My oldest and dearest friend from growing up in D.C. recently urged me most vociferously to read Hilary Mantel’s Wolf Hall, published in 2009. It is the story of the years leading up to Henry VIII’s battle with Rome over the status of his marriage. Most historical novels see great events through characters on the periphery of the actions of leading characters. In Mantel’s book (and its 2012 sequel, Bring Up the Bodies), the leading characters are at center stage, with protagonist Thomas Cromwell offering his advice to Henry (and before him Cardinal Wolsey) in the matter of Henry’s desire to marry Anne Boleyn. Mantel – the first woman to win two Booker prizes – is a subtle and articulate historian. Here, she makes the walls speak in a way that will delight lovers of classical architecture:
He [Cromwell] imagines the cardinal among the canons at Southwell, in his chair in the chapter house, presiding beneath the high vaulting like a prince at his ease in some forest glade, wreathed by carvings of leaves and flowers. They are so supple that it is as if the columns, the ribs have quickened, as if stone has burst into florid life; the capitals are decked with berries, finials are twisted stems, roses entangle the shafts, flowers and seeds flourish on one stalk; from the foliage, faces peer, the faces of dogs, of hares, of goats. There are human faces, too, so lifelike that perhaps they can change their expression; perhaps they stare down, astonished, at the portly scarlet form of his patron; and perhaps in the silence of the night, when the canons are sleeping, the stone men whistle and sing.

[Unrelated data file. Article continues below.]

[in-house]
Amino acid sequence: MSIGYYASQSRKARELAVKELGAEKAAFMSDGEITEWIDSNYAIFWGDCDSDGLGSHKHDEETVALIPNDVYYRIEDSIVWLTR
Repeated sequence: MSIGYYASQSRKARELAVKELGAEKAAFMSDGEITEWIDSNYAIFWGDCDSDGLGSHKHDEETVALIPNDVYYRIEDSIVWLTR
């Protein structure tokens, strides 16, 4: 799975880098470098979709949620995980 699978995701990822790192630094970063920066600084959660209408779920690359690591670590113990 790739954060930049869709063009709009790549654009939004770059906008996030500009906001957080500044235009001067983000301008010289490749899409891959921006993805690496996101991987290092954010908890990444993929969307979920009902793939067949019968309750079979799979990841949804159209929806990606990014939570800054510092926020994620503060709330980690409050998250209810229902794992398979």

Cardinal Wolsey is narrator Cromwell’s patron, but the cardinal is on the outs with Henry, and Cromwell is trying to latch onto Henry’s court without too obviously putting Wolsey’s comradeship in the past. I am riveted to this book, and would be reading it at this moment, but I am also interested in providing top-quality edification for readers of this blog. Enjoy! (And you can get the book here.)